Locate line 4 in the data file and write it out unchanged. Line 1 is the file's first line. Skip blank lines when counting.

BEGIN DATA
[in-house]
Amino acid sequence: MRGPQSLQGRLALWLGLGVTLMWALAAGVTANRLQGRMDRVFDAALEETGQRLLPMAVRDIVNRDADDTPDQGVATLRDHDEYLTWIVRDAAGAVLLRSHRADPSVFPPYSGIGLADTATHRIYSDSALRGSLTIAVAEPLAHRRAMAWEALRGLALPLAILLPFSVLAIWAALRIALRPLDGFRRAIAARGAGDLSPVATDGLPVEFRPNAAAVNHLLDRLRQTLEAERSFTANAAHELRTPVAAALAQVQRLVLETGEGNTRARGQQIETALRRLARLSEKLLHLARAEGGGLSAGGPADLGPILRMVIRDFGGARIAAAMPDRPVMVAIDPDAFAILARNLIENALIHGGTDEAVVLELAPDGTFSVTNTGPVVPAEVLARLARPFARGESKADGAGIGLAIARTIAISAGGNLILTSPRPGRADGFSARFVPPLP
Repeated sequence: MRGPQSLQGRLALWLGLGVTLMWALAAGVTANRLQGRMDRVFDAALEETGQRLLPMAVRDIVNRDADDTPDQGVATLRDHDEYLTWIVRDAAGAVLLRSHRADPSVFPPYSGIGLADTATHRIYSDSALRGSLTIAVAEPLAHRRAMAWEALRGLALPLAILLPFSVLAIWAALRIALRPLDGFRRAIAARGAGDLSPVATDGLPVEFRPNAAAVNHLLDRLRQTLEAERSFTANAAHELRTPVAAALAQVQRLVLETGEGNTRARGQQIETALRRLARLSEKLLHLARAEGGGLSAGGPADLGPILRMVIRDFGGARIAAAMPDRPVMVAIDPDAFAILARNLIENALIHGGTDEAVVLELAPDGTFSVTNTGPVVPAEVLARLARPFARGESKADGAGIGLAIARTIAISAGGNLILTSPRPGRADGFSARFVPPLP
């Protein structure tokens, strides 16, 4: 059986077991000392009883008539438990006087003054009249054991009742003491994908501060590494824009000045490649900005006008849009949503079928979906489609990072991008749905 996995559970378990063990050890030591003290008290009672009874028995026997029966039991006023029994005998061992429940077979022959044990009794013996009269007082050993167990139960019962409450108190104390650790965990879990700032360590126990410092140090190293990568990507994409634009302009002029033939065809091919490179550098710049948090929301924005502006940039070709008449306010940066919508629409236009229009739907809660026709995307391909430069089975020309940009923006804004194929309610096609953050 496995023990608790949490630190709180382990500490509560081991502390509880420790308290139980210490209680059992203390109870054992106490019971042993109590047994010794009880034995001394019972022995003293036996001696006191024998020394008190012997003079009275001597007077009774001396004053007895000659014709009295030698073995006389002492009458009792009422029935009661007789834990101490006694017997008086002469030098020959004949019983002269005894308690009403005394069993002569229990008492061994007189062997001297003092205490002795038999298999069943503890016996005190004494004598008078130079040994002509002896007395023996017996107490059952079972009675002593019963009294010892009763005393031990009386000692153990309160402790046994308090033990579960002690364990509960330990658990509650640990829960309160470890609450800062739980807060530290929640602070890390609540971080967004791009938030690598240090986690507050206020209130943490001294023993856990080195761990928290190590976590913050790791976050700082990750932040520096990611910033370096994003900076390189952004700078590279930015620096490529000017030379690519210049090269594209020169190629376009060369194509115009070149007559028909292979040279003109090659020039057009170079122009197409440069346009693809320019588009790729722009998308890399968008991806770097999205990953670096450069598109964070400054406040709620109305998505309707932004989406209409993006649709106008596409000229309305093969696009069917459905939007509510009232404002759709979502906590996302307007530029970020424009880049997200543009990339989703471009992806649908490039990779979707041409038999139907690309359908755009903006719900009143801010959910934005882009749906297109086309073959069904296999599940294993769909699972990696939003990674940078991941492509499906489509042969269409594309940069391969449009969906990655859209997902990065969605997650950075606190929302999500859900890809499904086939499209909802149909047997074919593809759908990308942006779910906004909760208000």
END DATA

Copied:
């Protein structure tokens, strides 16, 4: 059986077991000392009883008539438990006087003054009249054991009742003491994908501060590494824009000045490649900005006008849009949503079928979906489609990072991008749905 996995559970378990063990050890030591003290008290009672009874028995026997029966039991006023029994005998061992429940077979022959044990009794013996009269007082050993167990139960019962409450108190104390650790965990879990700032360590126990410092140090190293990568990507994409634009302009002029033939065809091919490179550098710049948090929301924005502006940039070709008449306010940066919508629409236009229009739907809660026709995307391909430069089975020309940009923006804004194929309610096609953050 496995023990608790949490630190709180382990500490509560081991502390509880420790308290139980210490209680059992203390109870054992106490019971042993109590047994010794009880034995001394019972022995003293036996001696006191024998020394008190012997003079009275001597007077009774001396004053007895000659014709009295030698073995006389002492009458009792009422029935009661007789834990101490006694017997008086002469030098020959004949019983002269005894308690009403005394069993002569229990008492061994007189062997001297003092205490002795038999298999069943503890016996005190004494004598008078130079040994002509002896007395023996017996107490059952079972009675002593019963009294010892009763005393031990009386000692153990309160402790046994308090033990579960002690364990509960330990658990509650640990829960309160470890609450800062739980807060530290929640602070890390609540971080967004791009938030690598240090986690507050206020209130943490001294023993856990080195761990928290190590976590913050790791976050700082990750932040520096990611910033370096994003900076390189952004700078590279930015620096490529000017030379690519210049090269594209020169190629376009060369194509115009070149007559028909292979040279003109090659020039057009170079122009197409440069346009693809320019588009790729722009998308890399968008991806770097999205990953670096450069598109964070400054406040709620109305998505309707932004989406209409993006649709106008596409000229309305093969696009069917459905939007509510009232404002759709979502906590996302307007530029970020424009880049997200543009990339989703471009992806649908490039990779979707041409038999139907690309359908755009903006719900009143801010959910934005882009749906297109086309073959069904296999599940294993769909699972990696939003990674940078991941492509499906489509042969269409594309940069391969449009969906990655859209997902990065969605997650950075606190929302999500859900890809499904086939499209909802149909047997074919593809759908990308942006779910906004909760208000």